Nothing prepared the automotive world for the Nissan R32 GT-R. Not only was it perhaps the most formidable grand tourer made anywhere in the world regardless of price at the time, but it was the product of the same manufacturer that not so very many years earlier had gifted us with the Datsun 200B and before that the unforgettably lamentable 120Y. (Members of the Shannons Club, can you imagine a greater automotive contrast than between the upright, skinny-wheeled gawky, flimsy, ugly 120Y and the poised, muscular, superbly understated R32 GT-R?)
For decades there has been this divide between Nissan’s greatest sports cars and its often unimpressive mainstream models. Think R32 GT-R and the Maxima, for example. Much of the explanation lies in Nissan’s merger with Prince in 1966, back in the time of the Datsun Cedric.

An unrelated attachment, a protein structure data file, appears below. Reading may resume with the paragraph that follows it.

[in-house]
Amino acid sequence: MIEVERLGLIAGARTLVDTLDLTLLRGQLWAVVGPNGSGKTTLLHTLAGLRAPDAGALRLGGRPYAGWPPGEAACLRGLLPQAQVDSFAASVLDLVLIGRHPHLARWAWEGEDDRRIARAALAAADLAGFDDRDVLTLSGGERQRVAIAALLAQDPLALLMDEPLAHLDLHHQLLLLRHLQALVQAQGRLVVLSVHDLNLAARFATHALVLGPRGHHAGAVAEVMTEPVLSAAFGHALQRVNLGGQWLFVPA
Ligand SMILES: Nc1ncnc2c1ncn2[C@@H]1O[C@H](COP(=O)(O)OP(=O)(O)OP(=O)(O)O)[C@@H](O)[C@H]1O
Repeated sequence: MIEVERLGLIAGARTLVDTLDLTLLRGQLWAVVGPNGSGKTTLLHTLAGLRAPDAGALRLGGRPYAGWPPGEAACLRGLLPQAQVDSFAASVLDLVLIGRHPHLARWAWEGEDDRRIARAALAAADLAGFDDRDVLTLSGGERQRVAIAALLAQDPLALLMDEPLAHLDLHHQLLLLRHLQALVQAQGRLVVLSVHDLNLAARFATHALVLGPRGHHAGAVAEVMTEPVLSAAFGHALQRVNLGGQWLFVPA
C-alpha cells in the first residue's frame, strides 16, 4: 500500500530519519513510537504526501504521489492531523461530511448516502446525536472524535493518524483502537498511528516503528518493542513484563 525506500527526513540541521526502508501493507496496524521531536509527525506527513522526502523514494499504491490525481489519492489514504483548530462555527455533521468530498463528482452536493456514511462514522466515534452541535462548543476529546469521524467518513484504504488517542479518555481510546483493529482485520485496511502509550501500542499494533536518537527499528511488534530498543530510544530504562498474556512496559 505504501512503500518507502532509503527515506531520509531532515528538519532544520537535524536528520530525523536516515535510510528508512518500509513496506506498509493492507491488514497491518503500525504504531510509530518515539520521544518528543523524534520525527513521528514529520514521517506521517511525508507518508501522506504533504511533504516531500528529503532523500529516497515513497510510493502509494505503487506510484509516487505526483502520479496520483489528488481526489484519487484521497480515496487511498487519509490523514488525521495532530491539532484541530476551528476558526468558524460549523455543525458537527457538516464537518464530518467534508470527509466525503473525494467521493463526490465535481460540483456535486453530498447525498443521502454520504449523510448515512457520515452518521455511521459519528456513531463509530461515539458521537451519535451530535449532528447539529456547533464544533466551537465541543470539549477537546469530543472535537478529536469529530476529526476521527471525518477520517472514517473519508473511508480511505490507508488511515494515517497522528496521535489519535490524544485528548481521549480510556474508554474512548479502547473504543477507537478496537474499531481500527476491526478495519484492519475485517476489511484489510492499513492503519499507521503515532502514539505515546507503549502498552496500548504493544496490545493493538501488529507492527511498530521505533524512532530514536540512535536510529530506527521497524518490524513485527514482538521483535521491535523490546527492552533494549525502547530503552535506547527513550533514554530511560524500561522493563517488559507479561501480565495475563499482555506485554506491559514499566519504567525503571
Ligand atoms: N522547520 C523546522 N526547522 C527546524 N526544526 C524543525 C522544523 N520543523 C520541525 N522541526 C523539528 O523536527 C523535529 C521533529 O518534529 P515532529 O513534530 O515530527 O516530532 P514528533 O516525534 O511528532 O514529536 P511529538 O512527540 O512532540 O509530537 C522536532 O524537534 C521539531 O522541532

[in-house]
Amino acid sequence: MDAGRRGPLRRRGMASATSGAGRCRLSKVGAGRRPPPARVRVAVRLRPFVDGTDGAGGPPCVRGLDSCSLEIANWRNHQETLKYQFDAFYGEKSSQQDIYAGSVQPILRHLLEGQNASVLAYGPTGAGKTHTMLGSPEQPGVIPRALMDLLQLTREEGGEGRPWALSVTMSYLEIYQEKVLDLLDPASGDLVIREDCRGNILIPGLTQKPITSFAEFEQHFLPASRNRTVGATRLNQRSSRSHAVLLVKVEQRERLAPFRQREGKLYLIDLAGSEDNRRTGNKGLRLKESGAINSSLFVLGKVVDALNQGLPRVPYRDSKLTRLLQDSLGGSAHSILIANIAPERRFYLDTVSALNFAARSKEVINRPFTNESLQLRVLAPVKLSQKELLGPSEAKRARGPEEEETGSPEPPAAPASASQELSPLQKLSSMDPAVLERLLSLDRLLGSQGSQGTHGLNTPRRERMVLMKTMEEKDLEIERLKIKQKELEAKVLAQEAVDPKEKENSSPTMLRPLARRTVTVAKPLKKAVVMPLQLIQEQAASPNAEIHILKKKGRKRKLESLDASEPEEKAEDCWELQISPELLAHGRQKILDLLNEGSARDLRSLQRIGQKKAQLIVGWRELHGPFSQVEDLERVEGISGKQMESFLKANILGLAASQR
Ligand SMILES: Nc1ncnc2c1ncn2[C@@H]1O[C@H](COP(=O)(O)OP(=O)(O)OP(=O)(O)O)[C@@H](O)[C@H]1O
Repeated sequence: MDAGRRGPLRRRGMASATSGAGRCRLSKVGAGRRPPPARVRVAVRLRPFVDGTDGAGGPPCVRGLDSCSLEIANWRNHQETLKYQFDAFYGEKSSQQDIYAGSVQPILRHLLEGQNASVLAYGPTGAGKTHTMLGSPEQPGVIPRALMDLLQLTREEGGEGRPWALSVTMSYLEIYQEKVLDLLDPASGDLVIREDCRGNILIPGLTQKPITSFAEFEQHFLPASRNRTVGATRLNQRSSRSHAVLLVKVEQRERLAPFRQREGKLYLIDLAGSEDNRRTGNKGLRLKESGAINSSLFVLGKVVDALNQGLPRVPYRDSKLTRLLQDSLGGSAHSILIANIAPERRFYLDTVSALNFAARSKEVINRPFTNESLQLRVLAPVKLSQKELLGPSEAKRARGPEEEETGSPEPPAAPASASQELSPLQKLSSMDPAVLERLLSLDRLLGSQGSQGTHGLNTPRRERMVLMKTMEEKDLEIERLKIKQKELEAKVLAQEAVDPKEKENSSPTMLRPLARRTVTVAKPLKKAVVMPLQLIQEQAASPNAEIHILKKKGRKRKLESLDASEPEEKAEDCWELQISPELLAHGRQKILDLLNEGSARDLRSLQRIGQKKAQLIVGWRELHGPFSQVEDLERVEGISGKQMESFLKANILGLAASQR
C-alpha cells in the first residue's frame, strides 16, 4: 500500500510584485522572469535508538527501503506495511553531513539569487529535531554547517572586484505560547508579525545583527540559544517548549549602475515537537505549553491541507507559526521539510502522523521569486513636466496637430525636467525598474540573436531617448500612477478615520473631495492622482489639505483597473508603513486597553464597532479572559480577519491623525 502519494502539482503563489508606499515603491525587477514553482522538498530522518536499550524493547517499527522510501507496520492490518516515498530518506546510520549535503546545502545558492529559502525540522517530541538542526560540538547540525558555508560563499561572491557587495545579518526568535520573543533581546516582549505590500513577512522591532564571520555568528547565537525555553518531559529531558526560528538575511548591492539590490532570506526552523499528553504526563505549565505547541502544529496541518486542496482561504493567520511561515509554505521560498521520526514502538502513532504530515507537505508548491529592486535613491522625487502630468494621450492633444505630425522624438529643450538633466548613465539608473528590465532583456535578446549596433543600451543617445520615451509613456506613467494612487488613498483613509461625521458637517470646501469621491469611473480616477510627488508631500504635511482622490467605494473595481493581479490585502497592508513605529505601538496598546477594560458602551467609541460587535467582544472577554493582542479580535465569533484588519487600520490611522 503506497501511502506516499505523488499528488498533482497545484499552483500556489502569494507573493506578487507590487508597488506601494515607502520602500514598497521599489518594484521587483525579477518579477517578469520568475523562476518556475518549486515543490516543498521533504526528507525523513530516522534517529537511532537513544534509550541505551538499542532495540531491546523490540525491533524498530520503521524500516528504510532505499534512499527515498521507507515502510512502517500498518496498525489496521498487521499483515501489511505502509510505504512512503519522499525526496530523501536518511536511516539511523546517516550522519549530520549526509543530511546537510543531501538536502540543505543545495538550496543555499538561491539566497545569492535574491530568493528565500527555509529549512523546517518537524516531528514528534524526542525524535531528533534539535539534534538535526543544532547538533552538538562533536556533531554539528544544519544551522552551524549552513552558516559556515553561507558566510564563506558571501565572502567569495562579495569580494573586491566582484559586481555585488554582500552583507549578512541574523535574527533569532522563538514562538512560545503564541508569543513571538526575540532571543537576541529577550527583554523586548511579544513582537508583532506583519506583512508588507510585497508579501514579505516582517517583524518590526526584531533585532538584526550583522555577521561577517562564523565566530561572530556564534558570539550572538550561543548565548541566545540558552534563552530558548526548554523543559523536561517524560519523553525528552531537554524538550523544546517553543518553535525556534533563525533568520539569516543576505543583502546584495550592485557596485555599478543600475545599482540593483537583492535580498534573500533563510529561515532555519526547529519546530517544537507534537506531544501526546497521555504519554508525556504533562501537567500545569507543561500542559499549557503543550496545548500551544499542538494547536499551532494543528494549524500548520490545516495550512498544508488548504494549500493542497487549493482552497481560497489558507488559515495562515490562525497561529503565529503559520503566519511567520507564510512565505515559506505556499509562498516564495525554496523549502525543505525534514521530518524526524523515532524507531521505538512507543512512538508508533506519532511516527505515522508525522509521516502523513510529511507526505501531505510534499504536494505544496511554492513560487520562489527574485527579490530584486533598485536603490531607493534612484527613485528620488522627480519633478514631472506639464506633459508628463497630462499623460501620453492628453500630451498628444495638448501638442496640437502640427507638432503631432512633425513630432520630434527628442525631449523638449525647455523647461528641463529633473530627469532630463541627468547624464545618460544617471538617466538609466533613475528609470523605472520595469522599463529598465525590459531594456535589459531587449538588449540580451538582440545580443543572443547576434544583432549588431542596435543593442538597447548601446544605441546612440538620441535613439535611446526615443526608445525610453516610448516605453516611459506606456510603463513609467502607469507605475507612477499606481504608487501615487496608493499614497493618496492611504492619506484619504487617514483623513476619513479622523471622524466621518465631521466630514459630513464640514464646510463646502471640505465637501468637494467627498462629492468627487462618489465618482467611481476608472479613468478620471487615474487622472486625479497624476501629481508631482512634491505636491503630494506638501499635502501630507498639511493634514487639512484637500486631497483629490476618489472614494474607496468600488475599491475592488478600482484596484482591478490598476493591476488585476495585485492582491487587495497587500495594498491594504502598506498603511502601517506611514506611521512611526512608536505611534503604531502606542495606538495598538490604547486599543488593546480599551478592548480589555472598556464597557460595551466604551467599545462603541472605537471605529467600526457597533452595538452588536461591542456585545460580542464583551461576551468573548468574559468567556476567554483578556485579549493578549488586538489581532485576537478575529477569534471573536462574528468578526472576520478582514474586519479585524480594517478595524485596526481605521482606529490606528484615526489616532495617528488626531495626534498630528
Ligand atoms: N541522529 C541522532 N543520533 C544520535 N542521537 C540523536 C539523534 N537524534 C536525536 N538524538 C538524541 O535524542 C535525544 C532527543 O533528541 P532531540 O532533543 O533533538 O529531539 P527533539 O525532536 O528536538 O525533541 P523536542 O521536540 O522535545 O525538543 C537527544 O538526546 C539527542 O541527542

In the mid-1960s the Japanese automotive industry was coming of age. The Isuzu Bellett was an early example of what was possible. More famous were the shovel-nose Corona, the KE10 Corolla and the giant killing Datsun 1600. The government saw the merging of smaller operators with larger ones as the best way to consolidate the industry and make it internationally competitive.